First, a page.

8 Brown v. Royal Ins. Co., 1 El. & El. 853 (1859); Hall v. Wright, EL, B. & E. 746 (1858); Schwartz v. Saunders, 46 111. 18 (1867); Taylor v. Caldwell, 3 B. & S. 826 (1863). In this case the court held that the contract was not absolute. Blackburn, J., in delivering judgment said: "This rule is only applicable when the contract is positive and absolute, and not subject to any condition, either express or implied. And there are authorities which, as we think, establish the principle that where, from the nature of the contract, it appears that the parties must from the beginning have known that it could not be fulfilled unless when the time for the fulfilment of the contract arrived some particular specified thing continued to exist, so that when entering into the contract, they must have contemplated such continuing existence as the foundation of what was to be done; then, in the absence of any express or implied warranty that the thing shall exist, due.1 So, also, if a party agree to work for a year, for the certain sum of one hundred and twenty dollars, and before the expiration of the year, abandon such agreement without the consent of the other party, he cannot recover upon a quantum meruit.2 The same is true of a contract for teaching school for a definite term; if the teacher leave before the term closes, without excuse, he can claim nothing for his part performance.8 So, also, where a ship was let to freight at a certain rate per month, to be paid on her final discharge at the end of the voyage, and she was lost before the voyage was completed, it was held that no portion of the freight could be recovered.4 A contract by a railroad company to furnish six cars, on notice, for an excursion party, for $56 each, has been held an entire contract, and a demand for only four was held not sufficient to make the company liable for not furnishing any.5 So a contract to deliver on board a vessel 100 tons of oil-cake, at $48 per ton, has been thought not complied with by tendering 107 tons and demanding payment for the whole.6 In all these cases, it is wholly immaterial whether the exact and comthe contract is not to be construed as a positive contract, but as subject to an implied condition that the parties shall be excused in case, before breach, performance becomes impossible from the perishing of the thing without default of the contractor." See Howell v. Knickerbocker Life Ins. Co., 44 N. Y. 276 (1871); Clifford v. Watts, Law R. 5 C. P. 577 (1870), an interesting case containing a review of the authorities. See also § 51, post.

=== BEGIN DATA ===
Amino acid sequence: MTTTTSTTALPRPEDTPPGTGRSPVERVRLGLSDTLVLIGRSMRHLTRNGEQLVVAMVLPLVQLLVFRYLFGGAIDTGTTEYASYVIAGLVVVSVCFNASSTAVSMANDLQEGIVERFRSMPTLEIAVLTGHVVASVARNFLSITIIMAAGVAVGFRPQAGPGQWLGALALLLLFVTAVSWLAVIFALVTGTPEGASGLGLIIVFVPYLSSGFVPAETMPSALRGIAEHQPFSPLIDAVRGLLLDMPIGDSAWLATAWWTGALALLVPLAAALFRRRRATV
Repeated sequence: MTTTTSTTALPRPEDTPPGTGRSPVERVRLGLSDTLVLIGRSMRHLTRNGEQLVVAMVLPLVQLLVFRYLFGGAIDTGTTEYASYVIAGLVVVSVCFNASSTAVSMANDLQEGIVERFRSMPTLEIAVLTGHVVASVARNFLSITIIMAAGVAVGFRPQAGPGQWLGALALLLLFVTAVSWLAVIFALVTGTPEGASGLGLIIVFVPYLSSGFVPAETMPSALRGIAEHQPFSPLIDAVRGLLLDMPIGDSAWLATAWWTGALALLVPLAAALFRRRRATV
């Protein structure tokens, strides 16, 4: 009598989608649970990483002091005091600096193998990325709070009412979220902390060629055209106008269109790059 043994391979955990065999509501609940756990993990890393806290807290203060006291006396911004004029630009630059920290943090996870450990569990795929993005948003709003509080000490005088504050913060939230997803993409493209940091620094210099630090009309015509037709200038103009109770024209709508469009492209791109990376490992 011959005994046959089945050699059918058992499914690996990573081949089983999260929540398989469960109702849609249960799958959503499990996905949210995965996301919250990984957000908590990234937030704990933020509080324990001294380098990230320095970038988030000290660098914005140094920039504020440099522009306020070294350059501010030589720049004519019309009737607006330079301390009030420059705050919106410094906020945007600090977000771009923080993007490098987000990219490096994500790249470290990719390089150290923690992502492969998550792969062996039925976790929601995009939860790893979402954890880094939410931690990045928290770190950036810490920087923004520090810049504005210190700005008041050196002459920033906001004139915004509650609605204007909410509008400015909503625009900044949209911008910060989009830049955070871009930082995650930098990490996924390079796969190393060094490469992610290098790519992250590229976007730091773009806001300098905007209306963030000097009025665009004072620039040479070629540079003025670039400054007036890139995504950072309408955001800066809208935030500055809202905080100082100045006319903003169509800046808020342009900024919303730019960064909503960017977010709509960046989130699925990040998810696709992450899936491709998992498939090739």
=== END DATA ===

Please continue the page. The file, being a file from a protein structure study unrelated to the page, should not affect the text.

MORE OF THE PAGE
1 McDonald v. Montague, 30 Vt. 357 (1858).

2 Stark v. Parker, 2 Pick. 267; Waddington v. Oliver, 2 N. R. 61; Byrd v. Boyd, 4 McCord, 246; Witlington v. West Boylston, 4 Pick. 103; Chandler v. Thurston, 10 Pick. 209; Shaw v. Turnpike Co., 2 Penn. 454; Huttman v. Boulnois, 2 C. & P. 510; Philbrook v. Belknap, 6 Vt. 383; Hair v. Bell, 6 Vt. 35; Winn v. Southgate, 17 Vt. 355; Aaron v. Moore, 34 Mo. 79; Olmstead v. Beale, 19 Pick. 528; Ranger v. Great Western Ry Co., 5 H. L. Cas. 72 (1854). But see contra, Britton v. Turner, 6 N. H. 481.